Ofcourse i know there are teachers that are good at what they do, but the vast majority are not. If you do not agree with this, you have been VERY lucky with your educational experience.

 

@tvp: i dun kare how i spal stuph, as lawng as it gets the points akross wh'ere artists, we karie a mesage, vesel is not importants.

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If only this was true... so many teachers are teaching as a result of being friends of someone... it is depressing.

 

There's some truth to this statement as well. Especially at certain over priced private art schools where there is no real oversight in the hiring process and no real oversight of how department heads run their departments.

 

It isn't always the case though.

 

Aside from teaching, there are a lot of fields where people get hired as a result of being friends with someone, including actively working as a designer and / or animator in motion graphics.

 

@tvp: i dun kare how i spal stuph, as lawng as it gets the points akross wh'ere artists, we karie a mesage, vesel is not importants.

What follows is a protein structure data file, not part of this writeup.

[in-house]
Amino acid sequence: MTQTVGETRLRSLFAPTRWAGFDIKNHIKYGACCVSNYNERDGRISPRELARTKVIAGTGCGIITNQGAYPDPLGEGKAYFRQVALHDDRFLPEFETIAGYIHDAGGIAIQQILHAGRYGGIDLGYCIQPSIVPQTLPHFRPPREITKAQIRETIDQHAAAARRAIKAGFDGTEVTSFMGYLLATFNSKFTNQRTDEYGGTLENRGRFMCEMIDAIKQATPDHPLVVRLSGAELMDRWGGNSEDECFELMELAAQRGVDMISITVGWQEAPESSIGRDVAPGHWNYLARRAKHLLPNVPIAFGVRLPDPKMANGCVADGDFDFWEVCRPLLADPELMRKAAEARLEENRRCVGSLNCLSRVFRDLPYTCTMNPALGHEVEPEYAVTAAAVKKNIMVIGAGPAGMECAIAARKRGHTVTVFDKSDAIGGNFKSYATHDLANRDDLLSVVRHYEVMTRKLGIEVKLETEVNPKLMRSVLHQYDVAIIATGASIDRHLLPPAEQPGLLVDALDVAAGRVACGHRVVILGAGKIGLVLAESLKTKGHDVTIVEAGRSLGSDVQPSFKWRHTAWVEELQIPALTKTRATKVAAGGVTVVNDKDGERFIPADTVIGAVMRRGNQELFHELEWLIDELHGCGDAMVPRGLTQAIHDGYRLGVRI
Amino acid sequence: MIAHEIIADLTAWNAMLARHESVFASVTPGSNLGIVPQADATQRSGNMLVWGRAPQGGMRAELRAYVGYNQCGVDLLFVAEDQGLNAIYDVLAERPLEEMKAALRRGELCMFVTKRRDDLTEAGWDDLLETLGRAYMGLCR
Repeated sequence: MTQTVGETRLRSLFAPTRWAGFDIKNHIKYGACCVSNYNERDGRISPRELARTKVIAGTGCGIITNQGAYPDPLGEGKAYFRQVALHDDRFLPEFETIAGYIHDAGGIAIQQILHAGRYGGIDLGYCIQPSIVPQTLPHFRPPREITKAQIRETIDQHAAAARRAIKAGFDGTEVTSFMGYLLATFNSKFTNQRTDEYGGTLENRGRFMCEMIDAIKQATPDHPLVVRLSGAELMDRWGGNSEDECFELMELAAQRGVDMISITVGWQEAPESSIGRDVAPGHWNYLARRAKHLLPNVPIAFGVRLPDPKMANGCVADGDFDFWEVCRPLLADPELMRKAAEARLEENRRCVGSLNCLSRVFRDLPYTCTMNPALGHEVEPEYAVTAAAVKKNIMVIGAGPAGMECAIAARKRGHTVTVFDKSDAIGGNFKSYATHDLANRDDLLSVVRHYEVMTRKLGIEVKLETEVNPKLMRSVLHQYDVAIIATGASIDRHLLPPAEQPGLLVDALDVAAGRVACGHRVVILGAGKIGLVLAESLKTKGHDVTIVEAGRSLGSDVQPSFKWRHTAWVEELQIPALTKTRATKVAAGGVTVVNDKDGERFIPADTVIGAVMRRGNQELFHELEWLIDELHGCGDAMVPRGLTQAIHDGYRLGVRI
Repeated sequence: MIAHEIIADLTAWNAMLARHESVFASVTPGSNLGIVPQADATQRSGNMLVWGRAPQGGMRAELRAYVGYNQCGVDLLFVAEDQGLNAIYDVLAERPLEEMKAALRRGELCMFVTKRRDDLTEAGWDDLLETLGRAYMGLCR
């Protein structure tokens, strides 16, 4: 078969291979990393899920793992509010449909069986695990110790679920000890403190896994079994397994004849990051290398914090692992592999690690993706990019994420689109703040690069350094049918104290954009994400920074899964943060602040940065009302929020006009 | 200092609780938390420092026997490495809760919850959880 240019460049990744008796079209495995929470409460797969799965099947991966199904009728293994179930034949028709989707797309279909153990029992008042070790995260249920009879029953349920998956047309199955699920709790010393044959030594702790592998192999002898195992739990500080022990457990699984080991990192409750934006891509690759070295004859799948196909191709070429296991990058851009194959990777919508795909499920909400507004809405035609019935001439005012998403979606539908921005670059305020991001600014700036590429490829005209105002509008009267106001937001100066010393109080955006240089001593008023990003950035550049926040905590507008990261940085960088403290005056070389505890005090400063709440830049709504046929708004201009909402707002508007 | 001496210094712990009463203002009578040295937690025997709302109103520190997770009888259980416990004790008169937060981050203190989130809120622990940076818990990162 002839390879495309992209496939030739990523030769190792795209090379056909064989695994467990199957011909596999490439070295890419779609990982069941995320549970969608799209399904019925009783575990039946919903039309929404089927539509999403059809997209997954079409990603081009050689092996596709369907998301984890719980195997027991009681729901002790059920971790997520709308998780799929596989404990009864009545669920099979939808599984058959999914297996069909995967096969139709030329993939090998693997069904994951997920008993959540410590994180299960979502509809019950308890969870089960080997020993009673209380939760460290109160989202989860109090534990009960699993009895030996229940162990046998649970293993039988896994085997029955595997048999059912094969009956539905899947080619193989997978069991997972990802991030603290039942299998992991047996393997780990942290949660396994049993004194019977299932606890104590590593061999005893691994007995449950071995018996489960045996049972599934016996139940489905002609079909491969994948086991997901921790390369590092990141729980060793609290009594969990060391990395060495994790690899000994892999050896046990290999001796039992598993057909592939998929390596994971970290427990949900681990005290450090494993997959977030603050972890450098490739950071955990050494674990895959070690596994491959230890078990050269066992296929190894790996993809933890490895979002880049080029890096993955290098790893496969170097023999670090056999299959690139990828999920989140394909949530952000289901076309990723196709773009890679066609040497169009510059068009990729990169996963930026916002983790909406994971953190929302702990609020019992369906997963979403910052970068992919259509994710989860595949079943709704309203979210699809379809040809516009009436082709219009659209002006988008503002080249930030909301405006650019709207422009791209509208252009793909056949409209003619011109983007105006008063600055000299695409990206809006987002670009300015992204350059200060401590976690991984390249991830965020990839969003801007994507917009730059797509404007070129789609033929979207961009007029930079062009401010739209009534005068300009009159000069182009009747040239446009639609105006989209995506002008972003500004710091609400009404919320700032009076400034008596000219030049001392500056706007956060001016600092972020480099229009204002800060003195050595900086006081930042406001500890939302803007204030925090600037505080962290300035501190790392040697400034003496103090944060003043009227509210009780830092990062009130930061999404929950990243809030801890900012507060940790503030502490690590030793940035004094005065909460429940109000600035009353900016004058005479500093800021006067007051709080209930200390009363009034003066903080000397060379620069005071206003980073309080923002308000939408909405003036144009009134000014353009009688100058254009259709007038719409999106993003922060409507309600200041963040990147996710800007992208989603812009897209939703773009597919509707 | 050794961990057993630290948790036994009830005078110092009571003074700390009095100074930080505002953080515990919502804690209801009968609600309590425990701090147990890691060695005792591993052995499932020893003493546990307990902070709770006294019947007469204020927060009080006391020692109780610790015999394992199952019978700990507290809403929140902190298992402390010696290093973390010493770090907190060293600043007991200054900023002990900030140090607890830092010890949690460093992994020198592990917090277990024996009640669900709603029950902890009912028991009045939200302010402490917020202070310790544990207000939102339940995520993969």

I disagree with what you're saying here in the last part of the line above, but whatever.

Edited by tvp

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We all have to make a living, but most of us here are lucky enough to have the brains, talent and luck to be able to choose what we do for a living. Embrace that and be thankful!

 

Teaching is fantastic, especially if you enjoy it. It's insane to me that teaching is looked down upon by anyone -- although most likely it's by those who have never taught. Those who can't do, teach? Give me a break. Teaching is just as viable a use of your animation/design/art/technology skills as anything else. Why is making an expensive commercial, movie title sequence or network ID any more legitimate?

 

In the end you've got to ignore outside forces trying to direct your life and find out what works for you with the skills you have and what is the most fulfilling use of those skills.